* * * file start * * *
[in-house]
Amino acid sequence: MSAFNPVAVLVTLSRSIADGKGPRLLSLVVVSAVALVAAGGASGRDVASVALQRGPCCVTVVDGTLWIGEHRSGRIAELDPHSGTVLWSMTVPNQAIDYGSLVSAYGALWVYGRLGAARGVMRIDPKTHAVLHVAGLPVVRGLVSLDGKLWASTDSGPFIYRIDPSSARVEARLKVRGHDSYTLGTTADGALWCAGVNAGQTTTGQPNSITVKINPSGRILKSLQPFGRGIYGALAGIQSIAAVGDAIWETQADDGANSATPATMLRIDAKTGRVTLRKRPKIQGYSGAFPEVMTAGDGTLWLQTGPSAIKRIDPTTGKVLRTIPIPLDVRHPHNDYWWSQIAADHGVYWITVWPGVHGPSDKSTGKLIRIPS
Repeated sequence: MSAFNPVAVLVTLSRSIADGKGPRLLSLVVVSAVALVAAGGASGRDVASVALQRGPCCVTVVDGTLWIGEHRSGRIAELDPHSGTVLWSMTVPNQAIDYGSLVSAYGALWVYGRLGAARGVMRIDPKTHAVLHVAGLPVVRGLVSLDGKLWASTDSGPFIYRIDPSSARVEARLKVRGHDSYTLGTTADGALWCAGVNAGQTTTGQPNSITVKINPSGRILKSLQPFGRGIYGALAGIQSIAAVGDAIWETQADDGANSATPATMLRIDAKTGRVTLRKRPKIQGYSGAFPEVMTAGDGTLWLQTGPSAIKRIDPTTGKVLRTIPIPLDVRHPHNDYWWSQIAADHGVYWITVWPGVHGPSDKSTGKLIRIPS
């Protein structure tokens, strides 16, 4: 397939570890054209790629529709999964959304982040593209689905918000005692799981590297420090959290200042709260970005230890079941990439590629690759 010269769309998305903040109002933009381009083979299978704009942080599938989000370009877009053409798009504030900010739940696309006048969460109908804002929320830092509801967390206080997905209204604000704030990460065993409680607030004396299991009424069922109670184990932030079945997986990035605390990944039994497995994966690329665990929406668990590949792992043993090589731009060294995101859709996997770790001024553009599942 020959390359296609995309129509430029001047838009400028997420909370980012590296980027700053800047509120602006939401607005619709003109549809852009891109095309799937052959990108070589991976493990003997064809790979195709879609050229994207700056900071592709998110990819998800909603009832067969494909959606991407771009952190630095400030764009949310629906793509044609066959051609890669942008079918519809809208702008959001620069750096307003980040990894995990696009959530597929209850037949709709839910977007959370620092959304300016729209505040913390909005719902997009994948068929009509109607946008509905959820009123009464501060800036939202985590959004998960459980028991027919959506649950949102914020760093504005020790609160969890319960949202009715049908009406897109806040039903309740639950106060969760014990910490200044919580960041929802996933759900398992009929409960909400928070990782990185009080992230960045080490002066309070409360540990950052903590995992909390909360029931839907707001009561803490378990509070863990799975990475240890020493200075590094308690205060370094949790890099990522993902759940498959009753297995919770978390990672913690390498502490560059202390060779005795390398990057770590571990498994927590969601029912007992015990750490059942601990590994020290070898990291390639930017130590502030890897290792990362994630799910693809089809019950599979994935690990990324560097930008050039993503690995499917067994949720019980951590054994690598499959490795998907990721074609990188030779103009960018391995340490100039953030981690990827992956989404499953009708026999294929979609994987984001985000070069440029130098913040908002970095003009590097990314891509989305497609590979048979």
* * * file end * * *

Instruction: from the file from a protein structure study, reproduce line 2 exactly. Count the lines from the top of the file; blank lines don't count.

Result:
Amino acid sequence: MSAFNPVAVLVTLSRSIADGKGPRLLSLVVVSAVALVAAGGASGRDVASVALQRGPCCVTVVDGTLWIGEHRSGRIAELDPHSGTVLWSMTVPNQAIDYGSLVSAYGALWVYGRLGAARGVMRIDPKTHAVLHVAGLPVVRGLVSLDGKLWASTDSGPFIYRIDPSSARVEARLKVRGHDSYTLGTTADGALWCAGVNAGQTTTGQPNSITVKINPSGRILKSLQPFGRGIYGALAGIQSIAAVGDAIWETQADDGANSATPATMLRIDAKTGRVTLRKRPKIQGYSGAFPEVMTAGDGTLWLQTGPSAIKRIDPTTGKVLRTIPIPLDVRHPHNDYWWSQIAADHGVYWITVWPGVHGPSDKSTGKLIRIPS